And, um, I ask them for the problems I acted rather than they easily, I listed all the problems on the whiteboard. And then we numbered the problems with the most critical what's the number one, the next one, the number two, and so on until a number of 10 or 15. Um, and on the evening of that day, uh, the customer was pretty happy, although none of those problems were already solved.

So I thought what's happening here. Maybe I have a talent for consulting and yes, I continued for one and a half years in that project and I solved, I helped this customer solve his problems. Uh, so everything was fine again. And, um, so I, I quit that company went to a real consulting company, kind of also a small thing, kind of 130 people or so, um, And after a while they came this, uh, in Germany, there was this new market around, uh, 2000, 2001, this big stock exchange event where all of the smaller companies thought, yeah, let's go to the stock exchange.

Let's become publicly, uh, offering let's make a public offering and so on. So everybody wanted to be on the stock exchange. And I, I sat there until nine o'clock in the night, preparing stories for the stock exchange analysts. Uh what's what's this, the thing I came for, um, and the answer was obviously, no, I was I'm here to, to solve problems for people I'm here to, to maybe to write some software, to implement some software.

So that was the time when I became freelance again. That's my current job as a freelance consultant for a software engineering methods. So I spend time with some engineering teams who want to create good stuff, come out in time and don't lose their mind in the process. All right. And just also help them with software architecture with HR methods, like combats from everything.

No, not so much, so many more. Um, but, um, I like to be this software engineering guy, but after a while, I became also obsessed with startups because I'm in my ego. Number one. So, so to say I'm first to admit my first persona inside, I am, uh, um, very much associated with corporate. So with the big companies who have big engineering teams to create something, and these big companies have their own challenges and limitations.

For example, they move quite slowly because they are such big. Um, so, well, I became rather obsessed with target apps because as a startup, you can really, really move fast. You don't have many restrictions, many constraints. Um, And I ended up here becoming an India because as a one person, um, entity, you can even move faster.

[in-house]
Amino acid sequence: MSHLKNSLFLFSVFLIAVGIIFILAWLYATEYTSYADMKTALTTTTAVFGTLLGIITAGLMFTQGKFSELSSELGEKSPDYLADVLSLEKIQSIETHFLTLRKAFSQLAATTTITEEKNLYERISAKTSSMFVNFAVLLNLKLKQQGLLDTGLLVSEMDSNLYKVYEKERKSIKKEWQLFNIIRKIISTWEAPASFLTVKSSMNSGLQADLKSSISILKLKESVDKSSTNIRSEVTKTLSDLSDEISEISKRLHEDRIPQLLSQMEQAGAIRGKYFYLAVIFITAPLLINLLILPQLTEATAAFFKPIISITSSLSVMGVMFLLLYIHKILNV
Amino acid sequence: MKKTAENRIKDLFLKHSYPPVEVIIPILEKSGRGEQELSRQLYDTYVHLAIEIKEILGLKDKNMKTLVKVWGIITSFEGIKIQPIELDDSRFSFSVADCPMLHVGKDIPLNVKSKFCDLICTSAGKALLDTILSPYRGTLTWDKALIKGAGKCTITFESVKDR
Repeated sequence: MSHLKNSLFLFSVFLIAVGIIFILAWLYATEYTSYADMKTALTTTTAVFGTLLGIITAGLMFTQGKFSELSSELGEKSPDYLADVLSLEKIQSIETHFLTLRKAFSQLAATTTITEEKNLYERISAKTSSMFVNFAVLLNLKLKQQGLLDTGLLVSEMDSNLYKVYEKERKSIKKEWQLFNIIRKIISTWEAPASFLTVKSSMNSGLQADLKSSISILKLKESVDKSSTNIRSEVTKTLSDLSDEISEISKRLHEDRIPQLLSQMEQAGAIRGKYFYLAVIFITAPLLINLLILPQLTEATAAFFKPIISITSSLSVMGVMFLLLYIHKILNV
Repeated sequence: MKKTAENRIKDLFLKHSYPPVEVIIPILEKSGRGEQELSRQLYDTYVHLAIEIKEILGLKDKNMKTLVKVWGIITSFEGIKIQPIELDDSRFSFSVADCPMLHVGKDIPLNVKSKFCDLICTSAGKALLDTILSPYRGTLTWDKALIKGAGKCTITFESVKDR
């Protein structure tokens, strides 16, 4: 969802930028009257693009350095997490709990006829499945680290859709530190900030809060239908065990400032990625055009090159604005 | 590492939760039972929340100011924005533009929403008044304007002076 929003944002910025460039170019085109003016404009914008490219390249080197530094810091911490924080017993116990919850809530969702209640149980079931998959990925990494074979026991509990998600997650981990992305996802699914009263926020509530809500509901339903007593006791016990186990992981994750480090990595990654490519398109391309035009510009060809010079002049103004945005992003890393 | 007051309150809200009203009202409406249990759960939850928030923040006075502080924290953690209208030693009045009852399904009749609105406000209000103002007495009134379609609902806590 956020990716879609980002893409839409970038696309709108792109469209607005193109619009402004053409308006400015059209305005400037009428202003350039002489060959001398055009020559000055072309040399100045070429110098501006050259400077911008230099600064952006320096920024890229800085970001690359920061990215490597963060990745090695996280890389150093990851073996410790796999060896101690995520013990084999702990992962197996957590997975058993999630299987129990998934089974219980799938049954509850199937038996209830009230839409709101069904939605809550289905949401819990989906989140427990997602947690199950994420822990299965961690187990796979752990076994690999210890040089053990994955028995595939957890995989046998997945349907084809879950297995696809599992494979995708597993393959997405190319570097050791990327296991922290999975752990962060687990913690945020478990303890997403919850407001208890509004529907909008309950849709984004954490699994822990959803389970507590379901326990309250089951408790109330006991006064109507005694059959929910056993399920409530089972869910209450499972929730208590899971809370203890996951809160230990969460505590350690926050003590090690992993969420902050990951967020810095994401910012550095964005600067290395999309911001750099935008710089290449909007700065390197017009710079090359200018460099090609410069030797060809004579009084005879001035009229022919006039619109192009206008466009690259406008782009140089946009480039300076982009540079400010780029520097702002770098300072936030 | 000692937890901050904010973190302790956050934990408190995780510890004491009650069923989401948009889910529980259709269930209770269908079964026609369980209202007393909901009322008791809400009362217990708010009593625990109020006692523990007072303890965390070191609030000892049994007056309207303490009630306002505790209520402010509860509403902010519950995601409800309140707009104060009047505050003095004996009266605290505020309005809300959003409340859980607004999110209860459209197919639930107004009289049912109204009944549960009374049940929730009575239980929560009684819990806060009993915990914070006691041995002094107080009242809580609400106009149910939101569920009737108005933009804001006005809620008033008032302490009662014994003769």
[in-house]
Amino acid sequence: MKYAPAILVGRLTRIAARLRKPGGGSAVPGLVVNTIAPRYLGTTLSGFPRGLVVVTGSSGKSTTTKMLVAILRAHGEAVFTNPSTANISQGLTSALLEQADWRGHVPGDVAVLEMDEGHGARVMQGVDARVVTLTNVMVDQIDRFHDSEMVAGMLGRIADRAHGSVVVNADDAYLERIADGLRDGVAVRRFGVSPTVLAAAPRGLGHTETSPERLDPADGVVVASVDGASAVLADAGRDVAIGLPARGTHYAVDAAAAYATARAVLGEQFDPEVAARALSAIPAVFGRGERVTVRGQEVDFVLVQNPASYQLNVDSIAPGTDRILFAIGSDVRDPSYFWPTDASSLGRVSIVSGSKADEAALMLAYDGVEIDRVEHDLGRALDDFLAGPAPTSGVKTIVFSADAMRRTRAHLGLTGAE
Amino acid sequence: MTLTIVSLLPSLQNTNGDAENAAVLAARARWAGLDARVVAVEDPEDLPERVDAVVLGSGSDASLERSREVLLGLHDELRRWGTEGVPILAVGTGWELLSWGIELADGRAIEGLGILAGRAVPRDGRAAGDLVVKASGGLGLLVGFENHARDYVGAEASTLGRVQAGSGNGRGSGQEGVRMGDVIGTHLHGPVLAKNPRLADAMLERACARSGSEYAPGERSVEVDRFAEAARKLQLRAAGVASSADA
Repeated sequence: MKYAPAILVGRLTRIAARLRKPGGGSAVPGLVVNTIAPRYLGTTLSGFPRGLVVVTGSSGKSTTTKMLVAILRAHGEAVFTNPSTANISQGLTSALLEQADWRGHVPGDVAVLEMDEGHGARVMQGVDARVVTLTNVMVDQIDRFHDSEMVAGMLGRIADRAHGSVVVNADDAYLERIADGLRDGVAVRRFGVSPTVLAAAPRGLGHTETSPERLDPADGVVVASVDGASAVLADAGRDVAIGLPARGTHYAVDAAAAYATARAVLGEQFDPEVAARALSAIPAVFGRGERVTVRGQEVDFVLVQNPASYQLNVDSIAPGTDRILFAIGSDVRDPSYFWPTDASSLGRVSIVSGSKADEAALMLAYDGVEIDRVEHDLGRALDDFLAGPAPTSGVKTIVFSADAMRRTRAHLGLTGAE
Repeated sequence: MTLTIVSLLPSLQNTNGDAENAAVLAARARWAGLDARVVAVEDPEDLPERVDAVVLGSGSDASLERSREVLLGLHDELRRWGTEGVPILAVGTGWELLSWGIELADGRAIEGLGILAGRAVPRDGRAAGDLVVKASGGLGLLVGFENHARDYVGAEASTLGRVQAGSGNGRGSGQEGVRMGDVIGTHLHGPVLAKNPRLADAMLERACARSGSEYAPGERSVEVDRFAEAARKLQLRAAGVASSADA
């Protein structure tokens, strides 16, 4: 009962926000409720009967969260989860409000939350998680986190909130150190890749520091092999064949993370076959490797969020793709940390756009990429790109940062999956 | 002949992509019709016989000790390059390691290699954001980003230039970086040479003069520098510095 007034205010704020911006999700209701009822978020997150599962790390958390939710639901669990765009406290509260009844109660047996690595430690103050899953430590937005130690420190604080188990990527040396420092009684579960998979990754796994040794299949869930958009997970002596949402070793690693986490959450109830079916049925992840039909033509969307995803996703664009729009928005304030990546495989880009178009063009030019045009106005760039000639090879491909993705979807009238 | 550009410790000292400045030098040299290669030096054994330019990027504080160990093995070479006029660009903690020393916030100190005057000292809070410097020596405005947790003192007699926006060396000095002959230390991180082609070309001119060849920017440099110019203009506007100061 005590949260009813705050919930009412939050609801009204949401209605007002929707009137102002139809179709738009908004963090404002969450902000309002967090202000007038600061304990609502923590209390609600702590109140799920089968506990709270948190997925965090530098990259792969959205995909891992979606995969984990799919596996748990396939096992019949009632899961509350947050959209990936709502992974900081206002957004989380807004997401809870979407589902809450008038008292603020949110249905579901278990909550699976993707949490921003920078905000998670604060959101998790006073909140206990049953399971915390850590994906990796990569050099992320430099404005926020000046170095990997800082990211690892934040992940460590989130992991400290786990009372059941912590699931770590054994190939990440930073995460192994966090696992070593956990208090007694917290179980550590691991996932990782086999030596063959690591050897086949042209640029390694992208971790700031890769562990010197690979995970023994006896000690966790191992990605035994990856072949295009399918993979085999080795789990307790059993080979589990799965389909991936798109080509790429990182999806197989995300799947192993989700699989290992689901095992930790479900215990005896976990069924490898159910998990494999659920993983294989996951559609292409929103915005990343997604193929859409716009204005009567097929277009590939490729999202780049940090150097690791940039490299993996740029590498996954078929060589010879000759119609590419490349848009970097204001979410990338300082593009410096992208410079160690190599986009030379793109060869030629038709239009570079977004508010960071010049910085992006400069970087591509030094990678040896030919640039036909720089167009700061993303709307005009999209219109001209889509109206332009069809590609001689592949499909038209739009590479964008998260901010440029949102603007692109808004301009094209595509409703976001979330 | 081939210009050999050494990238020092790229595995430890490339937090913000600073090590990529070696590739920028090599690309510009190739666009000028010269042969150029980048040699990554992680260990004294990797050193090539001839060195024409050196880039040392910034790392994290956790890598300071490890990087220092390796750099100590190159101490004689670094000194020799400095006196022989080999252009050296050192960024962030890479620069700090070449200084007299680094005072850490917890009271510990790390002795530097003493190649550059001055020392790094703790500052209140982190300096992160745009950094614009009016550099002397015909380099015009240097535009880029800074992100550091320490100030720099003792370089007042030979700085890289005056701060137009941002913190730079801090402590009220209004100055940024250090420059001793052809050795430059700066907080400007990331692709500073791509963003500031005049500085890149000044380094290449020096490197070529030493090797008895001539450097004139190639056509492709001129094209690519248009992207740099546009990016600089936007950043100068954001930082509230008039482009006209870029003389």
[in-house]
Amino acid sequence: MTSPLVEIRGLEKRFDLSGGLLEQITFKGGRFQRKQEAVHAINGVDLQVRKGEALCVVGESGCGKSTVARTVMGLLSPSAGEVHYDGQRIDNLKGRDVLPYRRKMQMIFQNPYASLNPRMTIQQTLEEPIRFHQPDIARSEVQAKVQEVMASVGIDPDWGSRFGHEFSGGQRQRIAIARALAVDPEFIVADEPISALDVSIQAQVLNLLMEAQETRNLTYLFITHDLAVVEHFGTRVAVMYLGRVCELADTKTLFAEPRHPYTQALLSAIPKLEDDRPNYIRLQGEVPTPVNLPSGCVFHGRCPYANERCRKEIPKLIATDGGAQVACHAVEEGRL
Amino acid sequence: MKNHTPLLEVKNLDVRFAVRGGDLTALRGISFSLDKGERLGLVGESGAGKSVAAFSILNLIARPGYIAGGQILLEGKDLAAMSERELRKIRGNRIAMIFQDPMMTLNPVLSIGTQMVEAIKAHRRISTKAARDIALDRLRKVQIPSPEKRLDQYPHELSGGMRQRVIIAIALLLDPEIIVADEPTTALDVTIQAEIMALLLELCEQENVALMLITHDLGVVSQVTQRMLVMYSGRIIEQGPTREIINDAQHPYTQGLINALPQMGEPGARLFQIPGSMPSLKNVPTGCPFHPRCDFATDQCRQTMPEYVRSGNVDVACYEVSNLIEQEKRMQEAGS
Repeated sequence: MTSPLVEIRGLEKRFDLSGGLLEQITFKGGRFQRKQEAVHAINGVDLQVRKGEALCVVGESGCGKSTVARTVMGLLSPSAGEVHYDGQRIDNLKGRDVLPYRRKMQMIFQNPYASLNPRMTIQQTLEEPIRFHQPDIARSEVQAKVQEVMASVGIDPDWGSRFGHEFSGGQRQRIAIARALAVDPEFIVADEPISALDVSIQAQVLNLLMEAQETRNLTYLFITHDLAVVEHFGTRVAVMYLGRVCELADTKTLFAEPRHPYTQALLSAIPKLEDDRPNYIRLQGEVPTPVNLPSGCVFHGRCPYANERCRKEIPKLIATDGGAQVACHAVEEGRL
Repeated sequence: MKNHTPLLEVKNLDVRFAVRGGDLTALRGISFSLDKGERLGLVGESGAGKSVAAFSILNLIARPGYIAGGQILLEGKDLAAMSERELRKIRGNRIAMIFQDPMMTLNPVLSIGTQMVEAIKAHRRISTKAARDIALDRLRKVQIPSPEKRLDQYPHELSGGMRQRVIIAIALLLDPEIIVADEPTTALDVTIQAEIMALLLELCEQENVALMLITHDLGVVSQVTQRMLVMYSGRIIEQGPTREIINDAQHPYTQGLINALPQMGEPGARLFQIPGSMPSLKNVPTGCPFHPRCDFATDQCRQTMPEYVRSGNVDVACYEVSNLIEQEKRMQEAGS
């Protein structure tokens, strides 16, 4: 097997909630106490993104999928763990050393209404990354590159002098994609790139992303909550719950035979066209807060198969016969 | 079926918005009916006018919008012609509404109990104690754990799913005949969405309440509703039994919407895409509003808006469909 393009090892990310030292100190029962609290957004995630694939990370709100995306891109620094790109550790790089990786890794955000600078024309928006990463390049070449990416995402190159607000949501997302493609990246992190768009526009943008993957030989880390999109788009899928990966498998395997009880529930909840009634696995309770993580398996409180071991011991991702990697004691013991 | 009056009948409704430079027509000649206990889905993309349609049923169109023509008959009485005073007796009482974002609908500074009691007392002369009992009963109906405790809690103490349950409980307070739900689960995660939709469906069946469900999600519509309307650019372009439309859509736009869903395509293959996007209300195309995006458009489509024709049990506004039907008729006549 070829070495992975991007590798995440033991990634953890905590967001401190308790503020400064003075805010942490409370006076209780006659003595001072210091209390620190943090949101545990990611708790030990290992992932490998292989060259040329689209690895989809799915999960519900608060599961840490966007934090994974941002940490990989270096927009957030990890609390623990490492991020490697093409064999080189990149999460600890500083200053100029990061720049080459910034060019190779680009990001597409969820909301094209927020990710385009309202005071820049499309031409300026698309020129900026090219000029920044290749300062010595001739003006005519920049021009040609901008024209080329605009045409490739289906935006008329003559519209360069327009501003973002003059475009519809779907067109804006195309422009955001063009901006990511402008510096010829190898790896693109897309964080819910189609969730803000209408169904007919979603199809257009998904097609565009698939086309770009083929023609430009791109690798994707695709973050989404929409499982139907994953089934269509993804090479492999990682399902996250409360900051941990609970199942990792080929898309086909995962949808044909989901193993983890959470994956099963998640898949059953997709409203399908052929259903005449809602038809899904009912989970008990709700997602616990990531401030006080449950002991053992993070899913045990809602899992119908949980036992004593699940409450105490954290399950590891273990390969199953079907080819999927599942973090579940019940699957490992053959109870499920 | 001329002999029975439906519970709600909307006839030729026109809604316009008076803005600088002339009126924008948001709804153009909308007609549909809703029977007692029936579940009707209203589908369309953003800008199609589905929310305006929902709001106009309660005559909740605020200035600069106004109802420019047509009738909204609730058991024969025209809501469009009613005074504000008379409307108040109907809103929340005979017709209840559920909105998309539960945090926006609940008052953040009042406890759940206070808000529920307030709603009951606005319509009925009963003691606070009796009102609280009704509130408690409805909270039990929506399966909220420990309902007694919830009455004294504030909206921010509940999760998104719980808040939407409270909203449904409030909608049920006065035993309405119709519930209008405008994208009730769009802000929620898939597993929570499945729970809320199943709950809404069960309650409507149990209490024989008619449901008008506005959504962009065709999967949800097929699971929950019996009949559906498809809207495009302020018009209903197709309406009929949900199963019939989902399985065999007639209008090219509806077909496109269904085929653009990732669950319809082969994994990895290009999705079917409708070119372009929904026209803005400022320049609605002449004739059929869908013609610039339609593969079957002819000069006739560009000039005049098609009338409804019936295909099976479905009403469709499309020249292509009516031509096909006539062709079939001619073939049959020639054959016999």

This is what fascinated me. And now I realized, Hey, if I do all this on the same Twitter account of the old things that I have since 2009 or so, I will alienate my first audience. My software engineering, big company, enterprisey, uh, stuff, audience. So I created a second Twitter account and called it, get your audience first.

Um, and I tried to make it like a product after a while. I realized now when I do it like this, I will alienate the indie hacker audience for which I write, uh, this new product. Um, so. Invented some middle thing. And I called the account materials from get the audience. So the Twitter account is basically a mixture of my second persona in sight and my product.

So this seems to, this seems to work rather well, people associate or respond rather well to this personality. Do you think it's easier to sell the big companies or to small companies? I think smallest easier, um, with big companies you'll make much more money, um, or you could make much more money, but it takes the sales process can take really, really long.

For example, your contact somebody and this person is, um, let's say, um, enthusiastic. They say, yeah, I go with product while I like it. And so on. But. Until this person is allowed to buy anything. They have to jump through all kinds of hoops. They need to ask the boss, they need your, uh, they need to ask their purchasing department.

They need to look into their purchasing rules and so on. Am I allowed to buy something from a one-person company? Oh, no, probably not. So, yeah. Interacting with big enterprises can be, become really difficult. Um, but yeah, other way around selling two to two small companies is also very difficult because they don't like to spend so much money.

So you have to have a much larger number of customers when you start to small customers. So maybe right in the middle would be nice. Uh, I heard this turn. What was it again? So there's B2B B to C and beat a, what was it? B to BC or something? Um, which is this right in the middle rate when you're selling to, for instance, freelancers.

Right? So. They are in a way, small businesses. Um, but they're willing to spend a lot more money and invest a lot more into their business than just like a B to C. You know, person that doesn't run a business. Yeah. I kind of ideal because they know exactly when to spend money and when not to spend. Yeah.

I'm a freelancer myself. And for example, when I started getting the audience, I thought I need a, maybe I need a podcast. Okay. A podcast, or needs a podcasting, a hosting service. So I decided to pay for transistor. Um, or when I tweet on Twitter, I need something to schedule my tweets. So I decided to spend money on hype theory.

Um, I make very conscious and very quick purchasing decisions. It doesn't take a long time. And those two, just to, just to intersect, uh, jump in here real quick. Those two tools are also the perfect examples for, um, audience first. Uh, not just audiences but communities because, uh, I myself use a transistor.